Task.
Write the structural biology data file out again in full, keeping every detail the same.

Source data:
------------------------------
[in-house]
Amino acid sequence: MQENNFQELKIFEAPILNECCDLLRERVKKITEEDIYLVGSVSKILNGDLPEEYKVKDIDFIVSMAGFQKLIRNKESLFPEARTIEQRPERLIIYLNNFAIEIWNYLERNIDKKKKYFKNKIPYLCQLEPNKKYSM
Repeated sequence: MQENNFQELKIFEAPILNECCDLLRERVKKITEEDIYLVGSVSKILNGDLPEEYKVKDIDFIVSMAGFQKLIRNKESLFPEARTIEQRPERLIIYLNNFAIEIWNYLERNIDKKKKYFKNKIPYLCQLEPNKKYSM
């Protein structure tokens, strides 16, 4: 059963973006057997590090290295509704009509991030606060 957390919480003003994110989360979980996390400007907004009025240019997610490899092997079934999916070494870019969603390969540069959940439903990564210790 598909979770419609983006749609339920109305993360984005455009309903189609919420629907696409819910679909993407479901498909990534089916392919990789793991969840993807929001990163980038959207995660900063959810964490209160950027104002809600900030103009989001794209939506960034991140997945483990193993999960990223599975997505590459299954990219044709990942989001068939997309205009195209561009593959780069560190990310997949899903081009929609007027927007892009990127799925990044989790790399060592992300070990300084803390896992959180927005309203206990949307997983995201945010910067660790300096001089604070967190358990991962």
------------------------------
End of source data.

[in-house]
Amino acid sequence: MQENNFQELKIFEAPILNECCDLLRERVKKITEEDIYLVGSVSKILNGDLPEEYKVKDIDFIVSMAGFQKLIRNKESLFPEARTIEQRPERLIIYLNNFAIEIWNYLERNIDKKKKYFKNKIPYLCQLEPNKKYSM
Repeated sequence: MQENNFQELKIFEAPILNECCDLLRERVKKITEEDIYLVGSVSKILNGDLPEEYKVKDIDFIVSMAGFQKLIRNKESLFPEARTIEQRPERLIIYLNNFAIEIWNYLERNIDKKKKYFKNKIPYLCQLEPNKKYSM
């Protein structure tokens, strides 16, 4: 059963973006057997590090290295509704009509991030606060 957390919480003003994110989360979980996390400007907004009025240019997610490899092997079934999916070494870019969603390969540069959940439903990564210790 598909979770419609983006749609339920109305993360984005455009309903189609919420629907696409819910679909993407479901498909990534089916392919990789793991969840993807929001990163980038959207995660900063959810964490209160950027104002809600900030103009989001794209939506960034991140997945483990193993999960990223599975997505590459299954990219044709990942989001068939997309205009195209561009593959780069560190990310997949899903081009929609007027927007892009990127799925990044989790790399060592992300070990300084803390896992959180927005309203206990949307997983995201945010910067660790300096001089604070967190358990991962």